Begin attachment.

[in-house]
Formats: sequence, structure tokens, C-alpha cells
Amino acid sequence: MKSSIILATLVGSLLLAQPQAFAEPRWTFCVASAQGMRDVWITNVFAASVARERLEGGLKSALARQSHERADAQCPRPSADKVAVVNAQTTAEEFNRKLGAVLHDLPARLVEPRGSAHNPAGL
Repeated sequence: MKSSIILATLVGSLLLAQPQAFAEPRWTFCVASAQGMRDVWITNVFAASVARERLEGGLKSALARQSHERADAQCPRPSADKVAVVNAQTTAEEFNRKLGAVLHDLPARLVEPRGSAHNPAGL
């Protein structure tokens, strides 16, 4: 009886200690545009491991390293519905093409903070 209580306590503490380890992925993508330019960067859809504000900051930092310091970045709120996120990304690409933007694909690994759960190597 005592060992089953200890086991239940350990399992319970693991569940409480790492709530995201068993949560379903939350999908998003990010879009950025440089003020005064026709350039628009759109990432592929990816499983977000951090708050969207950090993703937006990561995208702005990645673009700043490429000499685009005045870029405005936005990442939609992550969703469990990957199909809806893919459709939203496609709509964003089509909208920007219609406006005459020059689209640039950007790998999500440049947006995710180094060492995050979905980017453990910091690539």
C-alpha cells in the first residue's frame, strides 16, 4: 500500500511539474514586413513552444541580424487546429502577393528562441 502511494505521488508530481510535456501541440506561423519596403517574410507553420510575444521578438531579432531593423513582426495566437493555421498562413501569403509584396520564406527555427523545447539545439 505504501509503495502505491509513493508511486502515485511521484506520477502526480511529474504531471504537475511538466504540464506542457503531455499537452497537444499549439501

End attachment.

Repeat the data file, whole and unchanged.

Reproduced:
[in-house]
Formats: sequence, structure tokens, C-alpha cells
Amino acid sequence: MKSSIILATLVGSLLLAQPQAFAEPRWTFCVASAQGMRDVWITNVFAASVARERLEGGLKSALARQSHERADAQCPRPSADKVAVVNAQTTAEEFNRKLGAVLHDLPARLVEPRGSAHNPAGL
Repeated sequence: MKSSIILATLVGSLLLAQPQAFAEPRWTFCVASAQGMRDVWITNVFAASVARERLEGGLKSALARQSHERADAQCPRPSADKVAVVNAQTTAEEFNRKLGAVLHDLPARLVEPRGSAHNPAGL
């Protein structure tokens, strides 16, 4: 009886200690545009491991390293519905093409903070 209580306590503490380890992925993508330019960067859809504000900051930092310091970045709120996120990304690409933007694909690994759960190597 005592060992089953200890086991239940350990399992319970693991569940409480790492709530995201068993949560379903939350999908998003990010879009950025440089003020005064026709350039628009759109990432592929990816499983977000951090708050969207950090993703937006990561995208702005990645673009700043490429000499685009005045870029405005936005990442939609992550969703469990990957199909809806893919459709939203496609709509964003089509909208920007219609406006005459020059689209640039950007790998999500440049947006995710180094060492995050979905980017453990910091690539």
C-alpha cells in the first residue's frame, strides 16, 4: 500500500511539474514586413513552444541580424487546429502577393528562441 502511494505521488508530481510535456501541440506561423519596403517574410507553420510575444521578438531579432531593423513582426495566437493555421498562413501569403509584396520564406527555427523545447539545439 505504501509503495502505491509513493508511486502515485511521484506520477502526480511529474504531471504537475511538466504540464506542457503531455499537452497537444499549439501